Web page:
The girls’ Danehy 3 softball field is gravel, meaning players can’t slide, and has poor drainage, players and coaches say. (Photo: Marc Levy)

A report identifying what each recreational field in Cambridge is used for and how they’re equipped to do it is expected to reveal that girls’ sports are still undervalued – proving what seems known universally.

By the end of Monday’s conversation about the policy order – when city councillors voted unanimously not only to get a report back at an Aug. 1 special meeting but to all be listed as cosponsors – councillor E. Denise Simmons felt obliged to note that “there’s been a lot of discussion about the disparity of the use of the fields by women, although I don’t see it in the policy order.”

Simmons went on to add her own element to the simple order, returning to a yearslong refrain that more city fields should be named after women, though in November she moved to name a new playground after departing city manager Louis A. DePasquale and defeated an attempt to include honors for a groundbreaking female disability rights advocate and Harvard alum. “Not only is the field important, but what the field is called,” Simmons said Monday.

Other speakers and officials emphasized the qualities of the fields rather than their names. The softball fields Danehy 2 and Danehy 3 – their designations at Danehy Park in Neighborhood 9 – came in for special attention as young players testified to how their games are affected in ways boys’ aren’t.

“None of my teammates or players on the other teams can slide safely, because instead of dirt or sand, the infield has gravel. Many times our games have ended early because our fields don’t have lights. The benches on the softball field are falling apart if they’re wooden, or are missing screws if they’re metal. Most games I get splinters on my legs, or one of my teammates gets her hand or fingers stuck in the bench,” said Carolyn Lichtenstein, 10, an Amigos student and softball player.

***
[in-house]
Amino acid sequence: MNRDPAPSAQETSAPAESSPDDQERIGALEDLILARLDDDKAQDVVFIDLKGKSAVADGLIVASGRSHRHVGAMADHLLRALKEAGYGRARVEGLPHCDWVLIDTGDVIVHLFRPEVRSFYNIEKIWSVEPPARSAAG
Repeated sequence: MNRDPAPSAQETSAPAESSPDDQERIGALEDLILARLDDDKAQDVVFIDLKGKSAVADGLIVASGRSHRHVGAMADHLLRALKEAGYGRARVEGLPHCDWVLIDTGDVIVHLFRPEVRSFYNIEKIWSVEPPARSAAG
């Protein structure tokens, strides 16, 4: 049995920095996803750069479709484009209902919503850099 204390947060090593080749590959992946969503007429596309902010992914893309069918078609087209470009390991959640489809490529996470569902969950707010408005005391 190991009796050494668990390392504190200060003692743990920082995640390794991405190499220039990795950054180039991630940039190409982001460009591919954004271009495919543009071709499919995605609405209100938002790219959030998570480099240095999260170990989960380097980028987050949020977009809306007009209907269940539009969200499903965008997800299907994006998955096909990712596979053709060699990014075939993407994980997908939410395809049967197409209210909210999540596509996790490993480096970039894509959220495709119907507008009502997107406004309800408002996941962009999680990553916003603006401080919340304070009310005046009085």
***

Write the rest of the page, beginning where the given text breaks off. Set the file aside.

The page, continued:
An audience bench at Danehy 3 shows wear Tuesday. (Photo: Marc Levy)

About a month ago, “there was a rainy day and all the softball and baseball games were canceled. But then the people who work on the fields cleaned up the boys’ fields but not ours, so we could not play and the boys could,” said Sophia Summersgill, in a letter read by father Chris Summersgill that referred to girls’ fields as “basic and broken.”

Several other players and some coaches testified afterward, adding to details about facilities that may have been state of the art three decades ago but always overlooked such things as access to restrooms and accessibility for people with disabilities. Another basic difference between girls’ softball and boys’ baseball facilities, they said: the lack of dugout covers and foul nets, a safety hazard.

The fields are used by girls from elementary up to high school, though councillor Patty Nolan said she was dismayed to hear of problems she encountered as long as 20 years ago. “I’ve played on those fields and [even then] they were in not great shape,” Nolan said. Pointing to the 1972 passage of the Title IX law guaranteeing equal funding, she said it was “pretty ironic that this is the 50th anniversary of that and the City of Cambridge is letting down our girls.”

Solutions sought

The real issue, said Steve McAuliffe, a coach in the Cambridge Girls Softball League, is not about field improvements at Danehy. “We’ve tried that over the years, but it’s just a Band-Aid approach. The real issue is leveling the playing field to ensure the girls feel just as validated by the city as the boys,” McAuliffe said.

The city could dedicate one playing area at Glacken Field to the girls, or build two new fields at Danehy’s less-windy lower soccer field by New Street, solving drop-off and accessibility problems, McAuliffe said. “Don’t let the next generation of girls feel discriminated against as my daughter felt – and still feels, by the way,” he said.

Former councillor, mayor and state representative Anthony Galluccio, an advocate for youth sports who runs a charity supporting Cambridge athletes, said there needed to be more fields and capacity citywide and at least “a major study of what a reinvestment in Danehy would look like.”

“We need to celebrate all athletics, but especially female athletics and girls softball,” Galluccio said.

In passing the order seeking a report, councillor Quinton Zondervan had a broader question for the city to consider – and a possible solution for gender inequities: Stop separating the sports by sex. “I don’t understand why the sports are even gendered – why girls are playing softball and boys are playing baseball, when both sports can be played by all genders,” Zondervan said. “I would hope that in addition to looking at the physical infrastructure, we would also look at our social infrastructure.”